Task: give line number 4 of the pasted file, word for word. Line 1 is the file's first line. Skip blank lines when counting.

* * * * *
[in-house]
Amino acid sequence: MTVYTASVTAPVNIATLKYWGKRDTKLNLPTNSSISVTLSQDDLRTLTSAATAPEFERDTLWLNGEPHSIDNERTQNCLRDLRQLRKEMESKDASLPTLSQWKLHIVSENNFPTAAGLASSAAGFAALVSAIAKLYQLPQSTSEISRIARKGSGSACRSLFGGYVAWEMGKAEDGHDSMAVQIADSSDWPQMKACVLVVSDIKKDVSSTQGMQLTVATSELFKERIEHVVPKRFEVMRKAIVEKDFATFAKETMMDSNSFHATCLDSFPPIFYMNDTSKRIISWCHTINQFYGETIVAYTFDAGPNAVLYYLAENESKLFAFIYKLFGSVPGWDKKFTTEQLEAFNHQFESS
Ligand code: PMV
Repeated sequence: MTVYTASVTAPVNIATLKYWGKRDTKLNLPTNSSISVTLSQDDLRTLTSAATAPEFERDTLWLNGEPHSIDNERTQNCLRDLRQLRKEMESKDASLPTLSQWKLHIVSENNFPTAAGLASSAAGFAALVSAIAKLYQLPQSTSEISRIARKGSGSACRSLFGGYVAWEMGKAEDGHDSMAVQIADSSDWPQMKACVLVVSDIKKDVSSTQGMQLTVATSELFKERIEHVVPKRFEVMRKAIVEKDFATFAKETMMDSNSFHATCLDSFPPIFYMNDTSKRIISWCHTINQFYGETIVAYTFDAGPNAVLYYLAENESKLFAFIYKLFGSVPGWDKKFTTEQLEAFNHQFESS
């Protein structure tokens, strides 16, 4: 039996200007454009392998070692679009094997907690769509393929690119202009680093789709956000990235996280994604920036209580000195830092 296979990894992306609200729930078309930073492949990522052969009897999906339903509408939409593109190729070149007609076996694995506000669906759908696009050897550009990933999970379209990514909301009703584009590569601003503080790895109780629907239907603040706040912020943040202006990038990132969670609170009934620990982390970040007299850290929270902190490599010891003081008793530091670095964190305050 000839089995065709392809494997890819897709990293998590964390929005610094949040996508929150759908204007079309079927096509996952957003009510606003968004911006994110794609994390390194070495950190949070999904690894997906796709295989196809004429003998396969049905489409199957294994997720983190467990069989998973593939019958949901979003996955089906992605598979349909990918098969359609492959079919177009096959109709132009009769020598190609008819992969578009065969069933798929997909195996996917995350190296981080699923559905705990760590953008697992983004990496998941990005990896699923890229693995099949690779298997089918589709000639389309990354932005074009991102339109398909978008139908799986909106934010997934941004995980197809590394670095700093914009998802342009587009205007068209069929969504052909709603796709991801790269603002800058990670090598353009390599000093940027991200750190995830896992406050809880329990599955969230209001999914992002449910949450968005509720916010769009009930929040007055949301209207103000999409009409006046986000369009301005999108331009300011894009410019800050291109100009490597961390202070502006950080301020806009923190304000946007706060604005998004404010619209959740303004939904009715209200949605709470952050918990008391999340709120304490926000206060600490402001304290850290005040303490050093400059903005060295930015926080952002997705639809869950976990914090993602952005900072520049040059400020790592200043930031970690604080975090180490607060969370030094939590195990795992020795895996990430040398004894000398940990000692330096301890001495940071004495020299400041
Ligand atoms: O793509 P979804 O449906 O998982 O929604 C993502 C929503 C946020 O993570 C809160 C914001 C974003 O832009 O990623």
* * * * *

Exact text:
Repeated sequence: MTVYTASVTAPVNIATLKYWGKRDTKLNLPTNSSISVTLSQDDLRTLTSAATAPEFERDTLWLNGEPHSIDNERTQNCLRDLRQLRKEMESKDASLPTLSQWKLHIVSENNFPTAAGLASSAAGFAALVSAIAKLYQLPQSTSEISRIARKGSGSACRSLFGGYVAWEMGKAEDGHDSMAVQIADSSDWPQMKACVLVVSDIKKDVSSTQGMQLTVATSELFKERIEHVVPKRFEVMRKAIVEKDFATFAKETMMDSNSFHATCLDSFPPIFYMNDTSKRIISWCHTINQFYGETIVAYTFDAGPNAVLYYLAENESKLFAFIYKLFGSVPGWDKKFTTEQLEAFNHQFESS